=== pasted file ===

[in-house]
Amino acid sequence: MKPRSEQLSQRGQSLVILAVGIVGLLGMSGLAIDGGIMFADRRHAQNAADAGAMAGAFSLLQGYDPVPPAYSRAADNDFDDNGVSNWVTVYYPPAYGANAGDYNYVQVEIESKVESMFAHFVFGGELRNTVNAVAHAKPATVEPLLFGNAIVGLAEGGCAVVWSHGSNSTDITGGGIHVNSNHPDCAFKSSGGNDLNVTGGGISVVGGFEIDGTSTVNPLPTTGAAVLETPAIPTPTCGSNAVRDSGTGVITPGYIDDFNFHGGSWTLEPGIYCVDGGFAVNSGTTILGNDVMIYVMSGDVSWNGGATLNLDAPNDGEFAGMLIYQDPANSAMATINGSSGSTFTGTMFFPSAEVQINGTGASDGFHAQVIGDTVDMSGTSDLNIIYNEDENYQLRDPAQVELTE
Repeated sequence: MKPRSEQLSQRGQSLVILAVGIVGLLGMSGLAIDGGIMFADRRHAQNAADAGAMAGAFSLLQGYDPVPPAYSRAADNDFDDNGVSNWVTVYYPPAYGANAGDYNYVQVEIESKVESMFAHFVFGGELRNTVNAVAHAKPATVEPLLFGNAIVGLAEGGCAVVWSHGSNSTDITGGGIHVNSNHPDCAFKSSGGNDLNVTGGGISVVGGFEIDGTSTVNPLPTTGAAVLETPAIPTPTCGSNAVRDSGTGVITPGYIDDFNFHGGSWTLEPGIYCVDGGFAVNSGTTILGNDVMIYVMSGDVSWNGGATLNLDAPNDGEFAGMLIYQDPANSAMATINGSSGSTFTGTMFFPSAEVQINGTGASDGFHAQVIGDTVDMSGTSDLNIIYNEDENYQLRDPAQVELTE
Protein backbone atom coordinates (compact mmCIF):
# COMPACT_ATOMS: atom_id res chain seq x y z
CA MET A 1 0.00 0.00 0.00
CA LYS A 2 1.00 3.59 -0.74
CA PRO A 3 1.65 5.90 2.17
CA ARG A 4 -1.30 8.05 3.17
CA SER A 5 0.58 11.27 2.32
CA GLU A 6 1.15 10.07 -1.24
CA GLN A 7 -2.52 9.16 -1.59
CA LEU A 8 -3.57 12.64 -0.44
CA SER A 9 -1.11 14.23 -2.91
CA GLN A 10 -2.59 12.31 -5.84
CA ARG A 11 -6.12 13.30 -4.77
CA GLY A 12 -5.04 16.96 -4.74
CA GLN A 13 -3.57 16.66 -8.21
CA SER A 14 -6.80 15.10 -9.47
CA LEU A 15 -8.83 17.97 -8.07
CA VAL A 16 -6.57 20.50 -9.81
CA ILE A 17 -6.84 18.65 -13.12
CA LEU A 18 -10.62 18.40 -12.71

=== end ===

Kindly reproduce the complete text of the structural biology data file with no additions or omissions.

[in-house]
Amino acid sequence: MKPRSEQLSQRGQSLVILAVGIVGLLGMSGLAIDGGIMFADRRHAQNAADAGAMAGAFSLLQGYDPVPPAYSRAADNDFDDNGVSNWVTVYYPPAYGANAGDYNYVQVEIESKVESMFAHFVFGGELRNTVNAVAHAKPATVEPLLFGNAIVGLAEGGCAVVWSHGSNSTDITGGGIHVNSNHPDCAFKSSGGNDLNVTGGGISVVGGFEIDGTSTVNPLPTTGAAVLETPAIPTPTCGSNAVRDSGTGVITPGYIDDFNFHGGSWTLEPGIYCVDGGFAVNSGTTILGNDVMIYVMSGDVSWNGGATLNLDAPNDGEFAGMLIYQDPANSAMATINGSSGSTFTGTMFFPSAEVQINGTGASDGFHAQVIGDTVDMSGTSDLNIIYNEDENYQLRDPAQVELTE
Repeated sequence: MKPRSEQLSQRGQSLVILAVGIVGLLGMSGLAIDGGIMFADRRHAQNAADAGAMAGAFSLLQGYDPVPPAYSRAADNDFDDNGVSNWVTVYYPPAYGANAGDYNYVQVEIESKVESMFAHFVFGGELRNTVNAVAHAKPATVEPLLFGNAIVGLAEGGCAVVWSHGSNSTDITGGGIHVNSNHPDCAFKSSGGNDLNVTGGGISVVGGFEIDGTSTVNPLPTTGAAVLETPAIPTPTCGSNAVRDSGTGVITPGYIDDFNFHGGSWTLEPGIYCVDGGFAVNSGTTILGNDVMIYVMSGDVSWNGGATLNLDAPNDGEFAGMLIYQDPANSAMATINGSSGSTFTGTMFFPSAEVQINGTGASDGFHAQVIGDTVDMSGTSDLNIIYNEDENYQLRDPAQVELTE
Protein backbone atom coordinates (compact mmCIF):
# COMPACT_ATOMS: atom_id res chain seq x y z
CA MET A 1 0.00 0.00 0.00
CA LYS A 2 1.00 3.59 -0.74
CA PRO A 3 1.65 5.90 2.17
CA ARG A 4 -1.30 8.05 3.17
CA SER A 5 0.58 11.27 2.32
CA GLU A 6 1.15 10.07 -1.24
CA GLN A 7 -2.52 9.16 -1.59
CA LEU A 8 -3.57 12.64 -0.44
CA SER A 9 -1.11 14.23 -2.91
CA GLN A 10 -2.59 12.31 -5.84
CA ARG A 11 -6.12 13.30 -4.77
CA GLY A 12 -5.04 16.96 -4.74
CA GLN A 13 -3.57 16.66 -8.21
CA SER A 14 -6.80 15.10 -9.47
CA LEU A 15 -8.83 17.97 -8.07
CA VAL A 16 -6.57 20.50 -9.81
CA ILE A 17 -6.84 18.65 -13.12
CA LEU A 18 -10.62 18.40 -12.71